The history of art is well documented but what about the art of comedy? The origins of comedy are less well known but it is generally accepted that dramatic comedy grew out of the boisterous choruses and dialogue of the fertility rites and the feasts of the Greek god Dionysus. He was the God of wine, dancing and generally having a groovy time! What is now known to theatre historians as Old Comedy in ancient Greece was in fact a series of loosely connected scenes in which a particular situation was mocked through farce, fantasy, satire and parody.
Scathing, satirical plays were written by Aristophanes but this Old Comedy eventually declined and was replaced by a new wave of drama which wasn’t as exciting. What followed was a focus on literary displays and romance with a lot less satire and critique involved. This New Comedy came into being around the mid-4th century B C. The most famous of New Comedy writers was Menander.
The medieval period saw many of the old festivities relating to comedy kept to a minimum. The Church strove to restrict the critical aspects of comic performances and drama. Aspects of comic drama did survive, however, in the medieval folk plays and festivals. There were also mock religious dramas, showing aspects of parody and farces created from stories of morality and miracles. For details on how to Book A Comedian, visit https://thecomedyclub.co.uk/.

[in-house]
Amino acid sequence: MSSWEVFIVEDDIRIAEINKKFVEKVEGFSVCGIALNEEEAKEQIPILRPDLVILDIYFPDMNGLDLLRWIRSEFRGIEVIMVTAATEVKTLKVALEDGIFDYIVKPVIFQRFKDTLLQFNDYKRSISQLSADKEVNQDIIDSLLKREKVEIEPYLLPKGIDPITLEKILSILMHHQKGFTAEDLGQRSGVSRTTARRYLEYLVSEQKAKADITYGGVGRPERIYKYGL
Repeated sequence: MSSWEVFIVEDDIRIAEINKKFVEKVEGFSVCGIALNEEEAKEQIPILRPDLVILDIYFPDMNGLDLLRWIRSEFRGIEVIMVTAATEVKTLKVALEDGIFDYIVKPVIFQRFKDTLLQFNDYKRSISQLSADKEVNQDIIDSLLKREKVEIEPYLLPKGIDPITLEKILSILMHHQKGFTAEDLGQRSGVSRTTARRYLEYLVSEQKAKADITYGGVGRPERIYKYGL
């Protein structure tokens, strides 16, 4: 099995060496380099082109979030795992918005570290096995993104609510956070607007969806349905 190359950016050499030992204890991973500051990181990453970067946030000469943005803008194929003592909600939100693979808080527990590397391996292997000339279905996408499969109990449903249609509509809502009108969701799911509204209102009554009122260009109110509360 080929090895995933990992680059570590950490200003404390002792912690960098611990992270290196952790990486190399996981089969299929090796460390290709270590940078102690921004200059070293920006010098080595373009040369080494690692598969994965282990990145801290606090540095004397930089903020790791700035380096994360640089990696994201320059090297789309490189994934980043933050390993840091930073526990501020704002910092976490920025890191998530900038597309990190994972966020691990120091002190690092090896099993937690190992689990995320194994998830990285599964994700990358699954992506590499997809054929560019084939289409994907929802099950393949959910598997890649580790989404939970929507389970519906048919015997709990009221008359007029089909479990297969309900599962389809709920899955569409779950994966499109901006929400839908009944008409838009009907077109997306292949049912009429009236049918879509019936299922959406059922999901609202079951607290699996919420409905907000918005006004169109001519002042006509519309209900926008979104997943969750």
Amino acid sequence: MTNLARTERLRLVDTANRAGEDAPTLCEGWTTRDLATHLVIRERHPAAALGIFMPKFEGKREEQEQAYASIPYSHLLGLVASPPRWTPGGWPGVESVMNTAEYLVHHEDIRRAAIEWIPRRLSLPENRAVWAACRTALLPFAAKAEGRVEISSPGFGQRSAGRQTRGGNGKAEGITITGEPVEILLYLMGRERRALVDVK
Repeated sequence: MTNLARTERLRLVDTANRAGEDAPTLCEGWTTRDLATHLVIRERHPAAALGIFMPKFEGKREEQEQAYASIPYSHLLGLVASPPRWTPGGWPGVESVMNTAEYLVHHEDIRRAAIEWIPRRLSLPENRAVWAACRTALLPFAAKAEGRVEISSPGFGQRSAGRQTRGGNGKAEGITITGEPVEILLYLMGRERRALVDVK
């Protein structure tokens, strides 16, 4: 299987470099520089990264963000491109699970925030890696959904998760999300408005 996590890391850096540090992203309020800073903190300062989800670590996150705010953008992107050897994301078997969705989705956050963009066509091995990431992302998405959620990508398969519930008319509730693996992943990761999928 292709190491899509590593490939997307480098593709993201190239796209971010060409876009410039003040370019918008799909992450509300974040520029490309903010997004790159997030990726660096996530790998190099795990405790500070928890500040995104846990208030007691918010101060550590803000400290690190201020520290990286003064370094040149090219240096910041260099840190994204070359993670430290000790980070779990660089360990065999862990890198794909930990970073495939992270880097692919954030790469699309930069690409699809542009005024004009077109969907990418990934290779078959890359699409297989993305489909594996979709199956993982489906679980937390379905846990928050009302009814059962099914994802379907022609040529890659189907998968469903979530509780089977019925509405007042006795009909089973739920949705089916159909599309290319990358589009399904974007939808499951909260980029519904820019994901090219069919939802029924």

The Italian Renaissance sparked new forms of drama and comedy in 16th century England saw the tradition of the interlude combine with classic Latin comedy to create the great Elizabethan comedies. The best and most iconic of these were the comedies of William Shakespeare. The comedies of Shakespeare ranged from the farcical to the tragic and represent the mastery of the romantic comedy genre. Ben Jonson was another writer of the time who produced material influenced by classical works which was satirical and sarcastic.
Moliere became famous in 17th-century France for his work that was influenced by the classics and the commedia dell’arte of Italy. Moliere was the one the greatest satirical and comical writers in the history of theatre. Comedy took a pause in England, during the suppressive period of the Puritan Revolution under Cromwell. English comic drama re-emerged with the witty and often bawdy writing of names such as Etherege and Congreve. By the end of the century though, puritanism clamped down on such behaviour again and the raucous joyful comedy of the Restoration became watered down into a kind of sentimental comedy which was more likely to make you cry than laugh.
Thankfully, a century later, England saw a revival of its witty satirical comedies, particularly in the works of Sheridan. During the latter part of the 19th century, excellent comedy was alive and well on the stage. The comedies of ideas written by George Bernard Shaw were also incredibly popular. Elsewhere, the famed Anton Chekhov began writing exquisite comedies about the fading powers of the Russian Aristocracy in the late 1880s.